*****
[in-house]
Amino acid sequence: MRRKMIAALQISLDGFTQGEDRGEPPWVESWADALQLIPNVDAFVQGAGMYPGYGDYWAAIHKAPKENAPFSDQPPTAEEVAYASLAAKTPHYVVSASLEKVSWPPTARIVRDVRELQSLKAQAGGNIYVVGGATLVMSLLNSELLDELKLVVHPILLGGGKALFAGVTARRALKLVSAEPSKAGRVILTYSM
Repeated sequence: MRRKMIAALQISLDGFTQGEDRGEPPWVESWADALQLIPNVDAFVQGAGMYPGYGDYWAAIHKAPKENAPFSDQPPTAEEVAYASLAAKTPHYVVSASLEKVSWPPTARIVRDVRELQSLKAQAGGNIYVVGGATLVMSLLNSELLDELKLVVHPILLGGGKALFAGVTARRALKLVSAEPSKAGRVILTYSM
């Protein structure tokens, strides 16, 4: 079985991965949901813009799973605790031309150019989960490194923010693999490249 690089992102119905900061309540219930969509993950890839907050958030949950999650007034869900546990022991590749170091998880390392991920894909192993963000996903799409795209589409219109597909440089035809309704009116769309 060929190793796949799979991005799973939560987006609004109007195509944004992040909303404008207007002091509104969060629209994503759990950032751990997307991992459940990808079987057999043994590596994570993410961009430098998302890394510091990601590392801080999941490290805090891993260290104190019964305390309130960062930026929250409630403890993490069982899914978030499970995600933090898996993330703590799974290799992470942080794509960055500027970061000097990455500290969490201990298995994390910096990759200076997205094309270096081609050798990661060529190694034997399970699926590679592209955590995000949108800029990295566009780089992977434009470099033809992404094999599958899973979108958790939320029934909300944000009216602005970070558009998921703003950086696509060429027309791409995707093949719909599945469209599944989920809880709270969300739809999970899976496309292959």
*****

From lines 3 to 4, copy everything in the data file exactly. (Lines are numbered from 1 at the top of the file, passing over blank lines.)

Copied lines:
Repeated sequence: MRRKMIAALQISLDGFTQGEDRGEPPWVESWADALQLIPNVDAFVQGAGMYPGYGDYWAAIHKAPKENAPFSDQPPTAEEVAYASLAAKTPHYVVSASLEKVSWPPTARIVRDVRELQSLKAQAGGNIYVVGGATLVMSLLNSELLDELKLVVHPILLGGGKALFAGVTARRALKLVSAEPSKAGRVILTYSM
């Protein structure tokens, strides 16, 4: 079985991965949901813009799973605790031309150019989960490194923010693999490249 690089992102119905900061309540219930969509993950890839907050958030949950999650007034869900546990022991590749170091998880390392991920894909192993963000996903799409795209589409219109597909440089035809309704009116769309 060929190793796949799979991005799973939560987006609004109007195509944004992040909303404008207007002091509104969060629209994503759990950032751990997307991992459940990808079987057999043994590596994570993410961009430098998302890394510091990601590392801080999941490290805090891993260290104190019964305390309130960062930026929250409630403890993490069982899914978030499970995600933090898996993330703590799974290799992470942080794509960055500027970061000097990455500290969490201990298995994390910096990759200076997205094309270096081609050798990661060529190694034997399970699926590679592209955590995000949108800029990295566009780089992977434009470099033809992404094999599958899973979108958790939320029934909300944000009216602005970070558009998921703003950086696509060429027309791409995707093949719909599945469209599944989920809880709270969300739809999970899976496309292959």